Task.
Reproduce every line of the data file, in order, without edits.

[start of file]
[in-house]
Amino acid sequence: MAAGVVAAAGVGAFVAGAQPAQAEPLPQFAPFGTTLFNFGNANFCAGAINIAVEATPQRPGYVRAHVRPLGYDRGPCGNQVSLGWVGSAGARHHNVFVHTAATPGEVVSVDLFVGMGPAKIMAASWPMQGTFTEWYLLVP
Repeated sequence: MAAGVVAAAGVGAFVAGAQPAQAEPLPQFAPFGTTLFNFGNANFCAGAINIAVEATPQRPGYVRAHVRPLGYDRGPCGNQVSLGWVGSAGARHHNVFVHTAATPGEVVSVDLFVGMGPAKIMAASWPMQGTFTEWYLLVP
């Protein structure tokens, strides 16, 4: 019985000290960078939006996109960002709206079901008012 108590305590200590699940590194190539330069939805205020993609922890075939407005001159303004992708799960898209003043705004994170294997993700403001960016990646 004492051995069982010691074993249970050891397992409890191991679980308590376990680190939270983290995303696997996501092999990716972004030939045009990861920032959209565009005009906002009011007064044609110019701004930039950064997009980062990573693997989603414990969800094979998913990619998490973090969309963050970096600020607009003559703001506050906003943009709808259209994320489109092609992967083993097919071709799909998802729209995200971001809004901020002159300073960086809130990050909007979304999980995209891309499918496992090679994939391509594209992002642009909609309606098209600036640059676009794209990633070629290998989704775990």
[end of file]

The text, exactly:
[in-house]
Amino acid sequence: MAAGVVAAAGVGAFVAGAQPAQAEPLPQFAPFGTTLFNFGNANFCAGAINIAVEATPQRPGYVRAHVRPLGYDRGPCGNQVSLGWVGSAGARHHNVFVHTAATPGEVVSVDLFVGMGPAKIMAASWPMQGTFTEWYLLVP
Repeated sequence: MAAGVVAAAGVGAFVAGAQPAQAEPLPQFAPFGTTLFNFGNANFCAGAINIAVEATPQRPGYVRAHVRPLGYDRGPCGNQVSLGWVGSAGARHHNVFVHTAATPGEVVSVDLFVGMGPAKIMAASWPMQGTFTEWYLLVP
């Protein structure tokens, strides 16, 4: 019985000290960078939006996109960002709206079901008012 108590305590200590699940590194190539330069939805205020993609922890075939407005001159303004992708799960898209003043705004994170294997993700403001960016990646 004492051995069982010691074993249970050891397992409890191991679980308590376990680190939270983290995303696997996501092999990716972004030939045009990861920032959209565009005009906002009011007064044609110019701004930039950064997009980062990573693997989603414990969800094979998913990619998490973090969309963050970096600020607009003559703001506050906003943009709808259209994320489109092609992967083993097919071709799909998802729209995200971001809004901020002159300073960086809130990050909007979304999980995209891309499918496992090679994939391509594209992002642009909609309606098209600036640059676009794209990633070629290998989704775990």